Understanding Your Transcript

student studyingYour transcript is a single page document kept by your high school that lists all of your high school classes, grades and credit values. This is the most important document from your high school career, and it gets sent by your high school to all colleges you apply to, so let’s spend some time understanding how you can make sure your transcript is accurate!
Class titles
You’ll need to check this because your parents won’t spot errors. Make sure each class is called the right thing. Sometimes there can be a clerical error at school and you took AP Lang but it lists AP Lit, or you took Advanced Journalism not Beginning Reporting. Check this because errors happen all the time and it is no one’s fault, but you do need to politely ask to have them fixed.
Class notations
Again, you’ll need to do this, not your parents because they won’t always know. Make sure your classes are properly titled as AP, IB, Honors or Advanced when they are in fact one of these. Once I took an Honors class that was listed on my transcript as regular, but because I caught the error two years later, no one in the college Registrar’s office would talk to us about it, so stay on top of your transcript!
Only you will know if your grades are listed correctly, so be sure to check them because accidental errors happen all the time. If you do find an error, you will need to go to the teacher and very politely show them the mistake, and then ask for their help in correcting it. These things are always oversights and are never done on purpose (like most mishaps in life!) so be sure to be very sweet and kind and patient as you work to get it fixed. But DO get the error on your transcript fixed because you don’t want an error going to all of your colleges.
Credit Values
I see this less frequently, but it can happen that if the class is worth .5 credits or 1.0 credits, over in the right-hand side margin there may be 0.00 going into the grade calculation, as in, you are not being given any credit for the class. Entering 0.00 value is what happens for a bad grade if you replace the grade (in many school districts) but 0.00 should not be happening for classes you actually took and finished and did well in, so check!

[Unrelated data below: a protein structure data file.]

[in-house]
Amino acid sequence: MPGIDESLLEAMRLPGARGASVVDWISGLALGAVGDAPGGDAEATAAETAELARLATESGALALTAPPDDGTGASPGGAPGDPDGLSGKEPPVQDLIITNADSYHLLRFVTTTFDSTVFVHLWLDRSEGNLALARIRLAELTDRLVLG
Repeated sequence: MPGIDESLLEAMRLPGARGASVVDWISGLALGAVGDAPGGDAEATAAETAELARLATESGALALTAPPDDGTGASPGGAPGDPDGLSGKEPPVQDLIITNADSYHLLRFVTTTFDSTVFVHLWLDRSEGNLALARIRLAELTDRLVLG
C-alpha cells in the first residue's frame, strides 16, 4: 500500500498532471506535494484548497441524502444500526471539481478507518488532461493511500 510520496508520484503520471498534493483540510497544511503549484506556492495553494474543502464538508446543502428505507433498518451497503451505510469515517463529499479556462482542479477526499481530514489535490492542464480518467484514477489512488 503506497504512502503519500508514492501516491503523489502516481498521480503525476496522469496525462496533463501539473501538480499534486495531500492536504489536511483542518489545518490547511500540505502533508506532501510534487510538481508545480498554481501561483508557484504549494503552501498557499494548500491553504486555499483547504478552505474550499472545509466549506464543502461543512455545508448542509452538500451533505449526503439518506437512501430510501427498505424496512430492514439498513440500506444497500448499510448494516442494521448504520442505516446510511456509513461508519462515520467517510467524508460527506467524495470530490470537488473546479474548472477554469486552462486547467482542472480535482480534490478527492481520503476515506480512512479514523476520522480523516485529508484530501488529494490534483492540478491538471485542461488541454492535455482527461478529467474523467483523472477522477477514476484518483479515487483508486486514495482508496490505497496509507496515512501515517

Repeated Classes
Whether you repeated a class in the summer or during the school year, most schools nowadays list both classes on the transcript and many even leave the old, bad grade and then just put 0.00 in the credit value for what is being calculated in your GPA. Follow your school’s specific policy for repeated classes, but be sure the new grade definitely is listed and is going into your GPA.
Missing or Added Classes
Check to be sure that none of your classes are missing (I do see this happen) and that no random classes have just been thrown into your transcript, such as classes you never actually took. These can happen and while they’re weird, they’re no one’s fault so, again, be very polite and patient as you get these little mixups fixed up.
Slightly related:
College Classes
If you took any college classes during high school these are usually not listed on your high school transcript but instead, you order a transcript from the college and then you send that into each college you apply to. See your counselor if you need help with this one, but most colleges have you order the transcripts online and if you apply to ten colleges then yes you need to send ten of the college class transcripts, one to each of them.
Middle School Classes
And finally middle school classes. If you took high school level classes in middle school and got A’s, then you can talk to your counselor about pulling these up onto your high school transcript. Examples include: Biology, Algebra 1 and 2, and Foreign Language 1 and 2. Note: if your high school weights GPA then these A’s from middle school will be unweighted A’s (because they’re not AP) and they will DROP your GPA, so beware. If your high school doesn’t weight GPA then these A’s will raise your GPA. If your high school weights class rank, then these unweighted A’s will DROP your class rank, so check your rank before pulling any of them up onto your transcript. If you are not in the top 10% of your high school class, then class rank doesn’t matter so much.
Understanding your transcript is important, but not impossible. Keep up on checking it and be speedy about correcting any errors, in case teachers move away and no one can vouch for you! Always remember that no one makes these oversights on purpose, so be super polite and patient as you work with everyone to get them fixed, hopefully much prior to the fall of Senior year. 🙂


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